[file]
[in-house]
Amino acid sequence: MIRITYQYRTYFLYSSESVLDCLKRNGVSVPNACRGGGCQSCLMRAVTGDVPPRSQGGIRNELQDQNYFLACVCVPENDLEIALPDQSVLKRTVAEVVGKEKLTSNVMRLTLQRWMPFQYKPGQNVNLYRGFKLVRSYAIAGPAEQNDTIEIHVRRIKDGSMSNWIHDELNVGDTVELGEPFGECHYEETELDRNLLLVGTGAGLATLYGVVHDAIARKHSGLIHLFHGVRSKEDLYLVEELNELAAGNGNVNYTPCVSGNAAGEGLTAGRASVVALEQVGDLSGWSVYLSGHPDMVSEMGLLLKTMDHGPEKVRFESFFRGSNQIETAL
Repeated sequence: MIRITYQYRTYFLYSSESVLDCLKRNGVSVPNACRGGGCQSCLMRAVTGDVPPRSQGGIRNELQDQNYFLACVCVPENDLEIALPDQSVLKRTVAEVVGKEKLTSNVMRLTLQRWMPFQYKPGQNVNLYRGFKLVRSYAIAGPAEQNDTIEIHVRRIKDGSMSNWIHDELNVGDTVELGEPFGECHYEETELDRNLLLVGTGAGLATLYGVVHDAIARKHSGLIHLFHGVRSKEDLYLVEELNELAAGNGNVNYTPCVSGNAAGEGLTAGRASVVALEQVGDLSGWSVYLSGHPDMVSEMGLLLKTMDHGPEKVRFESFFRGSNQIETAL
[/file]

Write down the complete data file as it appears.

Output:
[in-house]
Amino acid sequence: MIRITYQYRTYFLYSSESVLDCLKRNGVSVPNACRGGGCQSCLMRAVTGDVPPRSQGGIRNELQDQNYFLACVCVPENDLEIALPDQSVLKRTVAEVVGKEKLTSNVMRLTLQRWMPFQYKPGQNVNLYRGFKLVRSYAIAGPAEQNDTIEIHVRRIKDGSMSNWIHDELNVGDTVELGEPFGECHYEETELDRNLLLVGTGAGLATLYGVVHDAIARKHSGLIHLFHGVRSKEDLYLVEELNELAAGNGNVNYTPCVSGNAAGEGLTAGRASVVALEQVGDLSGWSVYLSGHPDMVSEMGLLLKTMDHGPEKVRFESFFRGSNQIETAL
Repeated sequence: MIRITYQYRTYFLYSSESVLDCLKRNGVSVPNACRGGGCQSCLMRAVTGDVPPRSQGGIRNELQDQNYFLACVCVPENDLEIALPDQSVLKRTVAEVVGKEKLTSNVMRLTLQRWMPFQYKPGQNVNLYRGFKLVRSYAIAGPAEQNDTIEIHVRRIKDGSMSNWIHDELNVGDTVELGEPFGECHYEETELDRNLLLVGTGAGLATLYGVVHDAIARKHSGLIHLFHGVRSKEDLYLVEELNELAAGNGNVNYTPCVSGNAAGEGLTAGRASVVALEQVGDLSGWSVYLSGHPDMVSEMGLLLKTMDHGPEKVRFESFFRGSNQIETAL